How to Feed and Hang Baskets in Window Garden

Seasonal plants will need more feeding than a permanent planting display, since things like annuals, tender perennials and bulbs grow fast and quickly exhaust the soil. Peat-based composts used for seasonal plants also tend to lose their plant foods quickly, these being easily washed out by rain and watering. Peat composts will feed the plants adequately for a few weeks after first being planted, but after that, you should water with liquid fertilizer every two or three weeks during summer. Feed winter and spring seasonal plants including bulbs) less frequently, say once immediately after planting and once or twice in the spring.

The best liquid fertilizers to use are those with a high-potash content, which encourages flowering rather than excessive foliage growth (tomato fertilizer is suitable, being very high in potash). Liquid feeds which also contain trace elements are particularly good, preventing deficiencies of these essential minerals.

Hang Baskets in Window Garden

Permanent plantings require less heavy feeding. For one thing, the soil-based composts in which they’re usually grown hold plant nutrients longer; secondly you don’t want the plants to grow too vigorously or they may quickly become too large for the box; and thirdly, most of the smaller flowering perennials generally bloom more freely when not over-fed. One dose of a high-potash liquid fertilizer in the spring should do (with a second dose in summer only if the plants look like they really need a boost).

If the growing compost is dry, give your plants some water before feeding with liquid fertilizer; applied to dry compost, it may harm the roots, and never make the mixture stronger than recommended on the bottle.


Wire baskets should be lined with moss (available from garden stores) and filled with a peat-based potting compost. One or two trailing plants may be inserted in the sides, to grow out through the wire and moss. Place these in position as you line and fill the basket. Finally, plant the top with more trailers and some taller and bushier things. Bring the moss right to the brim of the basket, but the compost level should be below this, to allow for watering. After planting, give the basket a good soaking and keep it out of the sun for a couple of days, if possible, to let the plants settle in before hanging.

Baskets do dry out fast and may need watering once or even twice a day in hot weather. The most effective way to water is to take the basket down and dunk it in a bowl of water until the compost is soaked through. In very hot weather, it’s best to do this at least once or twice a week, in addition to a daily sprinkling with the watering can. Feed with liquid fertilizer every two or three weeks.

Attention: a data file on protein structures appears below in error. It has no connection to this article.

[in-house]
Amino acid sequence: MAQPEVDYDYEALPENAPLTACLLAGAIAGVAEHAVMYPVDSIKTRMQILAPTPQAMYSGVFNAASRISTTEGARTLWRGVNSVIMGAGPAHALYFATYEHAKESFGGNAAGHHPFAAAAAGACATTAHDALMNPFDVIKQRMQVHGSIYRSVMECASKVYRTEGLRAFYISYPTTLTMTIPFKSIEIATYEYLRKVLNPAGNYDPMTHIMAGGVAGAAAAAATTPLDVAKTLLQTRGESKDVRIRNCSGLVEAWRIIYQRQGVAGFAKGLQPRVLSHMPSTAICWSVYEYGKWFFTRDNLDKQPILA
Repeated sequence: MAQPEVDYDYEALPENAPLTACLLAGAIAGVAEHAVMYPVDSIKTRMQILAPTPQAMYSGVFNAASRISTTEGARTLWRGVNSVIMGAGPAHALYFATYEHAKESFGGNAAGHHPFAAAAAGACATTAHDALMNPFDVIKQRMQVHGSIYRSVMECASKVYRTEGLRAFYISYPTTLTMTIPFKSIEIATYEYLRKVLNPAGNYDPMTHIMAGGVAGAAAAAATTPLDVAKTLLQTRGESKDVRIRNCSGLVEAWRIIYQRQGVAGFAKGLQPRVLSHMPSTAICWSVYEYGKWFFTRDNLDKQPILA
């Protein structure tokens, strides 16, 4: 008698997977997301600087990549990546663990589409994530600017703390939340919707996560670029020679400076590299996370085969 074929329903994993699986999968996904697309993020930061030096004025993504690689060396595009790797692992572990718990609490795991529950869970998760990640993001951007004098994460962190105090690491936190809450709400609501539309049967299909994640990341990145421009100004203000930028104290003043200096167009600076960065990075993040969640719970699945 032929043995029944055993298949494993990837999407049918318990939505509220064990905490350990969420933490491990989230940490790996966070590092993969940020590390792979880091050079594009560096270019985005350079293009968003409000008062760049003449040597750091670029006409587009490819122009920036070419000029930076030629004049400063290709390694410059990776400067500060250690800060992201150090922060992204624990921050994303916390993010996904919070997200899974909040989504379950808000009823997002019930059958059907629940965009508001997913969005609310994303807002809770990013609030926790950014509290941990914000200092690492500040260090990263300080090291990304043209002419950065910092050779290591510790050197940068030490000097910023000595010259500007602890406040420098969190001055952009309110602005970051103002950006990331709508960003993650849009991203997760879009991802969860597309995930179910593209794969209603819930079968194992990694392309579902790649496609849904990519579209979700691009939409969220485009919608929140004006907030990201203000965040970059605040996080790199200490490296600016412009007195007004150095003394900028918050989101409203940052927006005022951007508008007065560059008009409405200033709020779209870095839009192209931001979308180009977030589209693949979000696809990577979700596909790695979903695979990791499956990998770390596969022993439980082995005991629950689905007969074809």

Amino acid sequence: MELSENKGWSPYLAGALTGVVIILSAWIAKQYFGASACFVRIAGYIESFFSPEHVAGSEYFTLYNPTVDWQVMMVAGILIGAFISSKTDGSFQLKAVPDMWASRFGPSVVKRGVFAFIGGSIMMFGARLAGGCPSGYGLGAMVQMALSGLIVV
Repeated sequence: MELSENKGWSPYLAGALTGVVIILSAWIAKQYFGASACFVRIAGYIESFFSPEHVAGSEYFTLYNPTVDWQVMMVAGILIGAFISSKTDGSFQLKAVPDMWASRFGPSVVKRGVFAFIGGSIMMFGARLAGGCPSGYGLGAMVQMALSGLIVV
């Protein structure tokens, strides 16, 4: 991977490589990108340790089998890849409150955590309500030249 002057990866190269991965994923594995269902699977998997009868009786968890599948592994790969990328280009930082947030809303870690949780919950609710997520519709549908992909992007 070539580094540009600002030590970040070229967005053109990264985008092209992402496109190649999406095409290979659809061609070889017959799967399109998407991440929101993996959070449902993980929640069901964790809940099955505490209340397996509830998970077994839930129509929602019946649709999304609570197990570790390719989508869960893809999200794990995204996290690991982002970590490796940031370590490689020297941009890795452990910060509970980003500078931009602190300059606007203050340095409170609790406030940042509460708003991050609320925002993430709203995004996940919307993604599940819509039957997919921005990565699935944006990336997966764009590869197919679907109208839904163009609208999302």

If you’re unable to carry out such frequent watering in summer, put a lining of polythene inside the moss to help conserve the moisture. But be sure to punch some holes in the base of the polythene to allow for drainage of excess water; and make slits in the sides to allow you to plant trailers. Placing a saucer on the moss lining in the base, before filling with compost, also helps to prevent water from draining away too quickly, and to hold a small reserve of moisture for the roots.

Solid plastic hanging plant containers require less frequent watering (although they’ll still dry out quite fast) but then you can’t plant trailers in the sides of these; and I do like the attractive moss-lined effect of the traditional open basket.


One of the most important periodic tasks is to nip off dead flower heads, to prevent energy being wasted on seed production and to encourage prolonged flowering instead.

Hang Baskets in Window Garden

Often, trimming a plant with shears or scissors after it finishes flowering will induce it to produce a second flush of colour. This is worth trying with all plants that make strong, straggly growth, although not all will respond. Trimming is to be recommended in any case for the strongest-growing perennials like aubrietas, arabis, Alyssum saxatile, campanulas, helianthemums and Iberis sempervirens (candytuft). Cutting back the spent flowering shoots keeps them neat as well as ensuring good flowering the following year, and quite possibly some extra flowers the same year. Try this with annuals, too.

Weeding is the only other regular task. In the crowded conditions of a window box or hanging basket, added competition for root space, water and food is the last thing your plants need, so get any weeds out as soon as you spot them, and before they become large enough to provide serious root competition.

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About the Author: Greenery always attracts Arthur Kunkle. He has a big garden where he plants many fruits and vegetables. His passion for gardening motivates him to write and share different tips on gardening.

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